As this decade ends, a new and exciting chapter begins! Today I find myself writing this from the comforts of my home as I begin my journey as an entrepreneur. My business partner and I are so excited to have the opportunity to quit our full-time jobs to focus on running our own business.

Along with reminiscing about my professional career over the past ten years, I also think about the personal experiences. Many have been positive, but I also had my share of sorrows. I have lost so many amazing people in my life, including both of my grandmas, my uncle, and a friend. I have lost a pet and nearly lost two more. I struggled with immigration. And, my mom was diagnosed with breast cancer.

I am very happy to say that I have also had the opportunity to see my mom defeat cancer and ring that victory bell. I am also happy that Rod and I no longer need to worry about immigration or travelling out of the country together for events. I also have a long list of amazing other things that have happened over the past decade: graduating, falling in love, buying a car, travelling to many cities and countries (for example, Las Vegas, New York City, Ecuador, the east coast of Canada, mainland Europe, and the UK), attending a conference in the United Nations headquarters, fundraising around $150,000 for both OIPlocal and global organizations, making so many amazing new friends, experiencing weddings, getting over my fear of babies, having nieces and nephews, getting a kitten, and going back to school to study French as a second language.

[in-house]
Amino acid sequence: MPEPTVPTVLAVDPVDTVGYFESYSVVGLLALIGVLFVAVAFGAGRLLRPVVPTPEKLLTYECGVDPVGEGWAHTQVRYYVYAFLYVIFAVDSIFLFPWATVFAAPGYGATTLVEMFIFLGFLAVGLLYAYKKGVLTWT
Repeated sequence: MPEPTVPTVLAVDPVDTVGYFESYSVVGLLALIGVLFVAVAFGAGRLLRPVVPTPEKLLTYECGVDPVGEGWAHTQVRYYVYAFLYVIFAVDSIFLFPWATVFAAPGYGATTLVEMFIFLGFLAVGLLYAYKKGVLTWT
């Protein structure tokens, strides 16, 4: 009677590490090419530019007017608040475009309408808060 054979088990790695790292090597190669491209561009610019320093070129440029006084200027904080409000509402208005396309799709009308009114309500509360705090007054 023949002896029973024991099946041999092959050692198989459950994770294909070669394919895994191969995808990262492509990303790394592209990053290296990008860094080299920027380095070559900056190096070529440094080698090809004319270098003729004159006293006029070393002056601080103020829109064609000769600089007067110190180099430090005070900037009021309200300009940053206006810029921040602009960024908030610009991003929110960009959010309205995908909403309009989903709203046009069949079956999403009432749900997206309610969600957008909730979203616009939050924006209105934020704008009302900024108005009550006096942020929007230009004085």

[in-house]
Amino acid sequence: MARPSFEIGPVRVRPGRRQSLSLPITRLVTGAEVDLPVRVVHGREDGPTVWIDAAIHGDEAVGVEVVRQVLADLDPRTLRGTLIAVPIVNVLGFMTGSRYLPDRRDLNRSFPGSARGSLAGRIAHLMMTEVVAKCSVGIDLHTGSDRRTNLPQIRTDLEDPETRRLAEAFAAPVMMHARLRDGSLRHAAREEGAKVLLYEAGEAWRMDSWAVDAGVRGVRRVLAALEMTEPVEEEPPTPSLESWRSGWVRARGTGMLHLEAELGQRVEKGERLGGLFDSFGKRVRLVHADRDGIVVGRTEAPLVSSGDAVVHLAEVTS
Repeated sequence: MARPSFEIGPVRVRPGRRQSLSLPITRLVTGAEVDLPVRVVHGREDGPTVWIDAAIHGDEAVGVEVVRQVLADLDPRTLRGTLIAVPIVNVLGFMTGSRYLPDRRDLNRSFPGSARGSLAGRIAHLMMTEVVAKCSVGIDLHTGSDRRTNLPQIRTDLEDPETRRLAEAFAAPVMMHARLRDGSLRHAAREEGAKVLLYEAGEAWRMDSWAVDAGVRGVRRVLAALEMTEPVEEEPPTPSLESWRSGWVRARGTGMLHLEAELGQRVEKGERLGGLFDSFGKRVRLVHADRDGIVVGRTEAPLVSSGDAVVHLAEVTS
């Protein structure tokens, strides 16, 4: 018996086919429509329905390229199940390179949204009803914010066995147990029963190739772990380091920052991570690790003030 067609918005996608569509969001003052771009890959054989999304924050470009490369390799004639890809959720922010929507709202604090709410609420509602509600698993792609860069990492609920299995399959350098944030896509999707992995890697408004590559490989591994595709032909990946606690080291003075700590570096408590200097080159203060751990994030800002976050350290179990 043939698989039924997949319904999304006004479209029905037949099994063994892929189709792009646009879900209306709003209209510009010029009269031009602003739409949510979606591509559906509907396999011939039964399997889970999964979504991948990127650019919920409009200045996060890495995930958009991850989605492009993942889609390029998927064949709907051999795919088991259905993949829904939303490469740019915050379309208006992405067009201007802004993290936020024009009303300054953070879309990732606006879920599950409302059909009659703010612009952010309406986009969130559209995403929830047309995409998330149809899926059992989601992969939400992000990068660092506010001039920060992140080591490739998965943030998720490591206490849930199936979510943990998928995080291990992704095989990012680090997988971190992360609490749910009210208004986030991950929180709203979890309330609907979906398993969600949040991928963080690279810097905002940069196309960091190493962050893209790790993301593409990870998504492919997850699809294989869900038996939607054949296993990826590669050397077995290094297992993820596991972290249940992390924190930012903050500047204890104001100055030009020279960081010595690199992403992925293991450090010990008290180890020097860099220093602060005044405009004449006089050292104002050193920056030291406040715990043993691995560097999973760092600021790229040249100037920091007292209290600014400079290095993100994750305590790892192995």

Here’s to hoping that the next decade will bring less of the sadness and more of the happiness and excitement that I have been lucky enough/privileged to experience.

Cheers to 2020!

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(Photos compliments of contributor.)